Good points: especially the pull height variations throw per throw. I tend to use too overstable discs on the field as hyzers feel more natural to me - I feel that training in a slight anhyzer angle could improve my game more than hyzers.

What goes to weight forward and pivot on the heel you can see that it was the way i did it last summer. For some reason I never got my body rotation to work more than about 160° that way. Too small a rotation led to loss of power an to a hop at the end of the throw. As I don't know how to fix rotation issues otherwise I moved to this new form that could eventually help me.

I noticed the too long stance and the dragging of my left foot last summer and decided to fix them. You really think the stance is still too wide? Footwork has been and is my most problematic are of the throw as I really don't "feel" my feet during the throw. It's really hard to get rid of the dragging also - I gues I'll have to develop some drill for it. Any suggestions on that? Anybody?

Does "twisting the hips and shoulders farther right at the release add power" mean that I should turn more or earlier in the throw? My guess would be more as that has always felt difficult. I've tried to figure out how but without adequate results so far...

This "later starting point to arm acceleration" seems logical and seems to work doing standstills. It just doesn't seem to work for me with runups for some reason. I'm obviously changing something but I just cannot figurwe out what it is.

Thanks for your insight this'll help a lot!
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Re: New drive form training critique needed

Postby JR » Sun Feb 06, 2011 2:05 am

At http://www.youtube.com/user/lcgm8#p/u/32/aVVC-C_BM2M in 5:57 is the same guy in slow motion. Notice how his post didn't get responses from anyone else but me? Maybe the others are afraid of him? :D The forums in frisbeeliitto have a time out for writing posts. That's why i copy the text before trying to send. If the timer hits and requires you to log in again you'll start with an empty message. Then i just paste what i wrote.

Where in Kaarina is that field i may have to go there :-D Is it by one of the disc golf courses? I haven't played in Kaarina yet. The club in Turku 7K has members who have logged in here. One of them might be Lloyba who has sent videos of himself here somewhere in the video critique section and a later vid in FFA forum pimp my drive thread.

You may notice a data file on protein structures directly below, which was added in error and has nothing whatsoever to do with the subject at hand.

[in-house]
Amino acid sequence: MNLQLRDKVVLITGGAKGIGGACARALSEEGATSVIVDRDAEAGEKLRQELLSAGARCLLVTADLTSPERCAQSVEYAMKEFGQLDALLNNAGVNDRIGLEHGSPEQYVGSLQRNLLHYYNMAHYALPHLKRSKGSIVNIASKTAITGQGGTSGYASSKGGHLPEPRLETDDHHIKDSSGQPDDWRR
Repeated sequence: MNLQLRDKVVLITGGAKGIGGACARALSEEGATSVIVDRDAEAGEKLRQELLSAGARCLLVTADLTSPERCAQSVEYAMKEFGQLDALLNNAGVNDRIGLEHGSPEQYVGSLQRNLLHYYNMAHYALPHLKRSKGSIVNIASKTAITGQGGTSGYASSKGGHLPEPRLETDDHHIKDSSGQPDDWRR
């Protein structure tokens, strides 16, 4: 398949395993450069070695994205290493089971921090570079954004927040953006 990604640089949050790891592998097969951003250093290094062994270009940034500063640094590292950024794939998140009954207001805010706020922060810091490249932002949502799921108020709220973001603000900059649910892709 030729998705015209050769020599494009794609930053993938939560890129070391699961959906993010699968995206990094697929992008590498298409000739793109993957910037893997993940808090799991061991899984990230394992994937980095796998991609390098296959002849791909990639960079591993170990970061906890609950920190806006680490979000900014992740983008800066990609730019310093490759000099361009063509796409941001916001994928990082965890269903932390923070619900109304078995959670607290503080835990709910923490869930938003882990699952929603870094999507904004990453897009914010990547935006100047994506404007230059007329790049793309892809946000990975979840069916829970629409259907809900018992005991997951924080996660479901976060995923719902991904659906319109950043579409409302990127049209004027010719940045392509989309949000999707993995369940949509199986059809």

To get the back turned toward the target the right leg needs to be turned away from the target too. That's why i mentioned that don't be afraid to turn the head away from the target. If you look at Markus Mäntylä at the pimp my drive thread or: http://www.youtube.com/watch?v=rSlPi_LxNYk he's way turned away from where he's throwing. My back was against a bush and i couldn't get farther away from him so you can't actually see how Markus had his toes, knees, hips, torso and head pointing 180 degrees away from where he was throwing at the reach back when the disc reached the farthest point away from the body. And yes the timing of the arm acceleration after such a wide motion is difficult to get. I got it to work somewhat after three months of field practice. To get it natural and more repeatable took even longer IIRC about a summer. Finish one is short though :-)

To answer your question you should turn more away from the target early in your throw. But only for added distance. You will lose accuracy and repeatability as a result. But your current form is better although still on the power side of the spectrum of forms rather than control. Pimp my drive contains a lot of info on control form in Finnish.

For footwork drilling i'd watch Muhammad Ali jumping about on the tips of the shoes. In disc golf you need to maintain balance while simultaneously turning in wide motions and accelerating hard. Ali obviously has balance and he'd be beat up before ever winning anything major if he wasn't in balance to move away from under a punch or to attack. The way Ali had little shoe to ground contact and very light steps is what disc golfers need too. The less shoe contact to the ground there is the faster we turn but going too far standing on one toe is gonna ruin balance. So it's a good idea to build up ankle and calf strength while practicing balance. Google yoga pose palm tree and do that and you're well on your way. The added benefit to that pose is that it will also build up your core muscles while straightening your posture which is super important. Taking each of the x steps with about as light steps as Ali does hopping about allows quick turning toward the target while maintaining balance.

Your stance wouldn't be too wide if you ran fairly fast before taking the x steps. The stance width increases with added speed. You need to drill a lot of this with a lot of repetitions to make things natural once you manage to get repeatable form. Usually people learn the fastest when they slow everything slows down. And that's a choice right there because at first you lose distance easily while gaining distance slowly. That's why for motivation for drilling you should first find out the speed where you make motions correctly and throw accurately. And push slowly faster in small additions to execution speed until you lose accuracy. Then you should drill at that speed until it becomes accurate. Then going for full speed to see how much accuracy and repeatability you lose. You should lose and that is ok. You should have at least two forms one for maximum golf course distance that allows you to stay inbounds and a shorter more controllable form.
Flat shots need running on the center line of the tee and planting each step on the center line. Anhyzer needs running from rear right to front left with the plant step hitting the ground to the left of the line you're running on. Hyzer is the mirror of that.
JR